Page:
Kyiv Post: SBU says Russia’s Wagner mercenaries are involved in Donbass war

Illia Ponomarenko – Kyiv Post – October 7, 2017

Original Article

Ukraine’s SBU security service has assembled evidence of the involvement of Russian private military company Wagner in hostilities in eastern Ukraine and will give it to prosecutors, the agency’s head, Vasyl Grytsak, claimed during a briefing on Oct. 7.

Russian-backed militants sit atop of an armored personnel carrier during the Victory Day parade in Donetsk on May 9, 2016 – AFP

“A net of agents, as well as operation-technical activities and open sources, were used for collecting information,” the SBU chief added.

As many as 1,578 mercenaries taking part in the alleged private army have been identified, he said.

According to earlier investigations by the Wall Street Journal, the informal company was founded in 2014 by Dmitriy Utkin, a Russian national and retired lieutenant colonel of Russian special forces going by the codename “Wagner.” The mercenary team was reported to have participated in fighting against Ukrainian forces in Donbas in 2014-2015, later switching its activities to supporting Russian military intervention in Syria.

The media outlet Fontanka reported that the private military company mostly referred as Wagner group is directly sponsored by the Kremlin, and its mercenaries are trained at the 10th Spetznaz Brigade in the town of Molkino in Russia’s Krasnodar Region.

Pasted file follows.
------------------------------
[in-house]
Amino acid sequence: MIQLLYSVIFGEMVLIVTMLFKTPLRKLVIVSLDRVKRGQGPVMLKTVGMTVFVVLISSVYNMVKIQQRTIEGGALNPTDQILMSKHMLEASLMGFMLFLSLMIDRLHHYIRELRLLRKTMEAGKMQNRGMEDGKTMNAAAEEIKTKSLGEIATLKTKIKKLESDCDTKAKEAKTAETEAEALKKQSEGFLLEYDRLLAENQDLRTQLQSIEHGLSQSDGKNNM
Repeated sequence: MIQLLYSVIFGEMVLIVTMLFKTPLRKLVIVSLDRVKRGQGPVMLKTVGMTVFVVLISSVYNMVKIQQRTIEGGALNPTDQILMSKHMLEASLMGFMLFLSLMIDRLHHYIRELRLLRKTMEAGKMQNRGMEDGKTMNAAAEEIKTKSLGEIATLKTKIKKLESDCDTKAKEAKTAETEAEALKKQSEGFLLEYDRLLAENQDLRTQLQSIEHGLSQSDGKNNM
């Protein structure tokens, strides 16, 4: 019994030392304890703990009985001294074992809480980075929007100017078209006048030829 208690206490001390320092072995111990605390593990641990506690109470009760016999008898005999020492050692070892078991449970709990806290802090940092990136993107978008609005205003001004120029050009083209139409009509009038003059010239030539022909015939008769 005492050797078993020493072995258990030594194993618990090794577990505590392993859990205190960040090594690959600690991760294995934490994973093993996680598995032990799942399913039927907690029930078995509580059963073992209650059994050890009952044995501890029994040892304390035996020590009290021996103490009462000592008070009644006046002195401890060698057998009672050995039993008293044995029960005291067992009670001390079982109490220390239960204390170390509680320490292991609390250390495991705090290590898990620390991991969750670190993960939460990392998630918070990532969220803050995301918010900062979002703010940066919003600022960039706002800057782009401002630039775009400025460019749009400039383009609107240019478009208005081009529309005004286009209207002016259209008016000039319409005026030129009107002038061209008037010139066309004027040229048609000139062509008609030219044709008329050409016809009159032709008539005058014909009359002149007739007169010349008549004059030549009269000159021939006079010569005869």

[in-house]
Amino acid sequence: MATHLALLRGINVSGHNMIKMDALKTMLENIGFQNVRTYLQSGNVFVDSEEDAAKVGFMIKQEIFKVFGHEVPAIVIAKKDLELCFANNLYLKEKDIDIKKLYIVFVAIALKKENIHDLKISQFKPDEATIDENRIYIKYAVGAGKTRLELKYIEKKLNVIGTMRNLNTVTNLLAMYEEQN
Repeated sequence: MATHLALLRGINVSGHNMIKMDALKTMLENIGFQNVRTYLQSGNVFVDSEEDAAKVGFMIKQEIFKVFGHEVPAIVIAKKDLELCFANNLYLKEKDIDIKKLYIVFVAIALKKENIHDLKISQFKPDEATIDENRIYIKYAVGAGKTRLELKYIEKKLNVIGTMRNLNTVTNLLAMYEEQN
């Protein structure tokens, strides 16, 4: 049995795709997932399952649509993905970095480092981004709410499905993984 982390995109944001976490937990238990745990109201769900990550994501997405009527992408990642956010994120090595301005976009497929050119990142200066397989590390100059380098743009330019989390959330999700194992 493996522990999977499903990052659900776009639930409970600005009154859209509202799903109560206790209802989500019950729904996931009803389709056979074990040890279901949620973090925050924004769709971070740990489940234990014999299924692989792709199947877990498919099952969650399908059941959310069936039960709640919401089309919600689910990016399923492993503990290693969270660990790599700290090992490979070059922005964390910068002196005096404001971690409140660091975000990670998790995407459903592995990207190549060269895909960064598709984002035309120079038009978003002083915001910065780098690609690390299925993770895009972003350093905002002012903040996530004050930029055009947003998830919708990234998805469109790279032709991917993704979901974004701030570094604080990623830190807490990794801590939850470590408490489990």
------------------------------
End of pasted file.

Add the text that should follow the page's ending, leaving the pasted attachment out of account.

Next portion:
Nevertheless, Russian Ministry of Defense consistently denies sponsoring private armies, including the Wagner group. Nevertheless, Dmitriy Utkin and his alleged high-ranking subordinates were spotted by Russian media during a ceremonial meeting with Russian president Vladimir Putin in Kremlin in December 2016.

The SBU service is ready to file the charge papers on Dmitriy Utkin to Ukraine’s Prosecutor General’s office on Oct. 9, Grytsak said.

According to the SBU report, the Wagner mercenaries had been initially deployed for fighting in Eastern Ukraine on May 21, 2014, just half a month after the so-called anti-terror operation had been launched in the region amid the violent disorders.

During the next months, 72 of the identified militants participated in the battle of Luhansk airport, and 15 of them were killed, Grytsak said. In particular, the Wagner group was responsible for downing the Ukrainian Il-76 military airlift, in which 49 Ukrainian army servicemen were killed on June 14, 2014, according to the official.

Furthermore, other 205 militants participated in the battle of Debaltseve in January-February 2015, Grytsak said, adding that 51 of them were killed and that all of them were identified. Besides, another 36 militants were killed later amid further fighting against Ukrainian troops along the Donbas separation line.

The company’s military campaigns in Ukraine and Syria are funded from Russia’s unpublished state budget assets, and in 2017, its funding was increased by 185 million roubles ($3.1 million).

Some 40 Ukrainian nationals now serve at the Wagner group, however, the rest 95 percent of the personnel are Russian citizens, the official said.

Moreover, since Russia has issued on Dec. 28, 2016, a legislation amendment allowing to deploy civilians for counter-terror activities outside of Russia with a status equal to the military, Ukrainian law enforcers qualify the Wagner mercenaries as official Russian military servicemen, Grytsak claimed.

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